Class 1 models are Pedal-Assist electric bikes that amplify the pedal power of the rider. The electric motor will assist up to 20 mph. (The bike can go faster, when going down hill, or if the rider pedals really fast - the motor just won't assist you if you're already going more than 20mph). Pedaling is the only way to engage this type of motor. These models are great for bike paths, mountain biking, and street riding.
Class 2, Throttle-Assist models are similar to Class 1, but with one add on. Class 2 electric bikes have a throttle (lever or button) that allow the rider to go up to 20 mph without pedaling. So, the throttle feature plus the pedal-assist gives the rider 2 ways to engage the motor. Just like class 1 eBikes, class 2 eBikes won't assist you if you're already going more than 20mph. Class 2 eBikes are great as heavy duty cargo bikes, or for riders who like a little extra help without pedaling.
Class 3 ebikes will pedal-assist your pedaling from 1-28 mph. (You can go faster but without motor assistance.) Importantly, you can ride these as slow as you like as well! Class 3 ebikes can have stronger motors which is helpful for getting started up hills. Some consider them safer on narrow neighborhood streets so you can go with the flow of traffic rather than cars squeezing past you. Class 3 simply gives you more options to fit your style of riding.
Any electric mobility product or eBike not clearly labeled with one of these classes, or that allows for speeds greater than 28 mph are not legally classified as bicycles. We highly recommend that you purchase your next eBike from a qualified and reputable bike shop to help you be safe and legal.
Combining aspects of many bike categories, Hybrid bikes are super versatile, and are great for a for bike paths, many public trails, and street riding. Hybrid Bikes have a flat handle bar, similar to a mountain bike that allows for a more upright riding position.
Hybrids often come equipped with lights, fenders and rack, making them perfect for commuting and running errands in all types of weather. Hybrid bikes come in various iterations, like the upright-riding, low-step Comfort Hybrid, or the more forward leaning Sport Bike or Commuter Hybrid.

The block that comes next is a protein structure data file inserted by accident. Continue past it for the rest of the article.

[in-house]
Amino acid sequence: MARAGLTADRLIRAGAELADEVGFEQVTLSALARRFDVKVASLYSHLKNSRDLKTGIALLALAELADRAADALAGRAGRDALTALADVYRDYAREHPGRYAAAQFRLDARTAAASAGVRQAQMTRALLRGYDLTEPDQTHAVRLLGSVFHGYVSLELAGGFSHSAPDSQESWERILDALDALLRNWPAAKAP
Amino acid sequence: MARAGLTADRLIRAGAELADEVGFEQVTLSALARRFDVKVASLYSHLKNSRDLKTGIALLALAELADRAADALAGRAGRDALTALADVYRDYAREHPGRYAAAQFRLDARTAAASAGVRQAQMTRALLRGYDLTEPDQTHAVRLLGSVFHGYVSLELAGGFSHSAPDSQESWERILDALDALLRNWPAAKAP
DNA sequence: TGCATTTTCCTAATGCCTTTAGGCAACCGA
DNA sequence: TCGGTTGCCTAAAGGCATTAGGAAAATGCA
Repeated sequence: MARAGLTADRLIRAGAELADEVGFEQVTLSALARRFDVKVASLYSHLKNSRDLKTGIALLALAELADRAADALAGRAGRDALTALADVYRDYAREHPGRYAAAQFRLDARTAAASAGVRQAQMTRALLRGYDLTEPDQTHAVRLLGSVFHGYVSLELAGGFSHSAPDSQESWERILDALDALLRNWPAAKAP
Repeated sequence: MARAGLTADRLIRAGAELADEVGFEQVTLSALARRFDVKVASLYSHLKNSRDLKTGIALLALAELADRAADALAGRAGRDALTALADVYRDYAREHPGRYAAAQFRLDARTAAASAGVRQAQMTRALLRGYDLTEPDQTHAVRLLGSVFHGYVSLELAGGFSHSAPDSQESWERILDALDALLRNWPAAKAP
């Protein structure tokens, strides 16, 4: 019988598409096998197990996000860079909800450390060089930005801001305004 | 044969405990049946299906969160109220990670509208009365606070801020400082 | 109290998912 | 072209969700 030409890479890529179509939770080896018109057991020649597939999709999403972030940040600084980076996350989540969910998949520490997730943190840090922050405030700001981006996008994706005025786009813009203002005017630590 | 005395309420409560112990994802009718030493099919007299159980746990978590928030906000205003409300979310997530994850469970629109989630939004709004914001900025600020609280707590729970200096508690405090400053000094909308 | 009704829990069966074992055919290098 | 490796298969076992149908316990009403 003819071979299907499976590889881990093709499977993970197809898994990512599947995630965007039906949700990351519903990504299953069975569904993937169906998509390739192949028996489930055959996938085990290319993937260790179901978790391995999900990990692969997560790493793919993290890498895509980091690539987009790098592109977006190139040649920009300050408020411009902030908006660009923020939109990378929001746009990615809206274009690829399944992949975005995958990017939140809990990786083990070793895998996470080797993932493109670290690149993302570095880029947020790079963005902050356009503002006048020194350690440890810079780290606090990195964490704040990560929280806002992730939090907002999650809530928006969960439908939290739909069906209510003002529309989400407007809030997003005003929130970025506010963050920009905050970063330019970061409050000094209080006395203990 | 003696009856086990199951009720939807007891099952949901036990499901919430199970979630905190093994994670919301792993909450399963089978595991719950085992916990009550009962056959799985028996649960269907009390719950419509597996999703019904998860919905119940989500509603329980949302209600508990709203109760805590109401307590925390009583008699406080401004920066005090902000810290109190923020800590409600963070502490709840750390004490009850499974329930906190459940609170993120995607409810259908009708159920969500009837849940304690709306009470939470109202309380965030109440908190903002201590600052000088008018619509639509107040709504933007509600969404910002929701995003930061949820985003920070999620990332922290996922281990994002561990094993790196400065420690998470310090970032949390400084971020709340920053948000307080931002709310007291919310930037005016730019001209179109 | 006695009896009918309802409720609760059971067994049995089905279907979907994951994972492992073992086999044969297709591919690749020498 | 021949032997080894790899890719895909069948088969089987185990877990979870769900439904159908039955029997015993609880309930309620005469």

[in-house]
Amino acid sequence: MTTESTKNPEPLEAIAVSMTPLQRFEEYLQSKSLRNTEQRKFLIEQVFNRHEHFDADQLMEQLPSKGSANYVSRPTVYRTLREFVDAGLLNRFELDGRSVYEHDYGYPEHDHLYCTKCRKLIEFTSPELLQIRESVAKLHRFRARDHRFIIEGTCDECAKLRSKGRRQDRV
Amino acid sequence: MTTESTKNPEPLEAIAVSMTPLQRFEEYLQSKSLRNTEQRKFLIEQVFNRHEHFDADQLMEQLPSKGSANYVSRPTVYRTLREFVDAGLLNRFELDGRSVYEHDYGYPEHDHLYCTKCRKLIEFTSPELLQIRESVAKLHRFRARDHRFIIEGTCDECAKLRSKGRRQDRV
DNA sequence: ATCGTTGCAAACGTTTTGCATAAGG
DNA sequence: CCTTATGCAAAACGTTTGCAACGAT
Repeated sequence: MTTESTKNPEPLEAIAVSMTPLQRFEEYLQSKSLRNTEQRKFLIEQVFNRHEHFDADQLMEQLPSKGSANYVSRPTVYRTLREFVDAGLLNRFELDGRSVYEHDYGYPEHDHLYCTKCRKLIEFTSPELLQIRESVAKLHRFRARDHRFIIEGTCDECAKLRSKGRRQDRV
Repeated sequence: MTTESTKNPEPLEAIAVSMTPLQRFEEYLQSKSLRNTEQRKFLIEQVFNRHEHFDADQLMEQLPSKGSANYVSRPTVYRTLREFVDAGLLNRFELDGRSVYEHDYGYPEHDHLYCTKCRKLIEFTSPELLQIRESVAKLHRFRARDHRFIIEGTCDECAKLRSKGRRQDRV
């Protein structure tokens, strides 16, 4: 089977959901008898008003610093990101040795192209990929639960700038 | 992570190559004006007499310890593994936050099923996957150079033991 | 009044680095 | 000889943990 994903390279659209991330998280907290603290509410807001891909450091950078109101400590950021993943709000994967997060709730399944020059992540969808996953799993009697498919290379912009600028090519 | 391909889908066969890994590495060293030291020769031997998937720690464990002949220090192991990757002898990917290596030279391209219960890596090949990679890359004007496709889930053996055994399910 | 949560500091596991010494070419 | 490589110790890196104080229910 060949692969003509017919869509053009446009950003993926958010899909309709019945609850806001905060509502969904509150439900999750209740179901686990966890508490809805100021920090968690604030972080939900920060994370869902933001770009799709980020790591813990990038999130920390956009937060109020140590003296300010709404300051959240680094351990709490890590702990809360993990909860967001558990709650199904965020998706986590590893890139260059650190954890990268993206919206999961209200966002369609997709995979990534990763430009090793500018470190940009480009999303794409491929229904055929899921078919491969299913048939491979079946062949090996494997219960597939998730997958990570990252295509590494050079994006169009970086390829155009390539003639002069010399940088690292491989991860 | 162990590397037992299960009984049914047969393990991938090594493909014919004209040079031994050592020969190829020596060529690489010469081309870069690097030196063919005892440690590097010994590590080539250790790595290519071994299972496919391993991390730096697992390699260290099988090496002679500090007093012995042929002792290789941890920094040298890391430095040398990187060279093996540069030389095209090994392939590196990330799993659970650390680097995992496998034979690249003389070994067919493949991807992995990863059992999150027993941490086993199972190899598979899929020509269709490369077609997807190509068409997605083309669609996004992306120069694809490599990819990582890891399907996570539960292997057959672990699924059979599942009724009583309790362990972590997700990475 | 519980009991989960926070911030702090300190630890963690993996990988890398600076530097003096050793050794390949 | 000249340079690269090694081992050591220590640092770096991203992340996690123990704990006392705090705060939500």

Electric Mountain Bikes (eMTB) are designed to tackle all types of terrain, especially rough off road trails. An eMTB will come equipped with high traction, knobby tires, great for ridding over lose gravel, dirt, tree roots, or rocks. To handle the bigger bumps, most Mountain Bikes will have a shock absorbing system. This comes in the form of a suspension over both front and rear wheel, called Full Suspension (aka Full Squish), or with shocks for the front wheel only, called a Hardtail.
eMTBs can be designed for all kinds of off road riding, from cross-country trekking, to wild down hill thrills. But the pedal-assist motor ensures that the top of the hill is always within reach.
Want the help without the heavy? Enter the Light Weight eBike. With smaller motor and battery, they weigh 15 to 30 pounds lighter than a traditional ebike. These will more closely resemble the nimble ride feel of an analog bike. They are very popular with cyclists who already ride bikes, but would like to commute to work with out arriving covered in sweat, or keep up with their group rides. Even with the smaller motor, Light Weight eBikes can still more than double the effort of the rider, making hills feel half as steep. And because of the lighter mass, they get more range despite having a lower watt battery.
Light Weight eBikes are relatively new to the scene, but they already come in Mountain, Road, and Hybrid Styles.
The Mini-Van/Work Truck of the eBike world, Cargo bikes make a it possible to live a car-lite lifestyle, or ditch the car all together. With high carrying capacity frames and motors capable of quadrupling the riders effort, even at low cadences, electric Cargo bikes can haul a lot of weight and handle pretty much any errand. Cargo bikes are also very customizable. Think Swiss-Army Knife. They can be equipped to take the kids to school (and soccer practice, swim lessons, friend's house...) Or, they can be set up to haul groceries or work gear (or furniture, BBQ grill, ice chest, Christmas Tree...)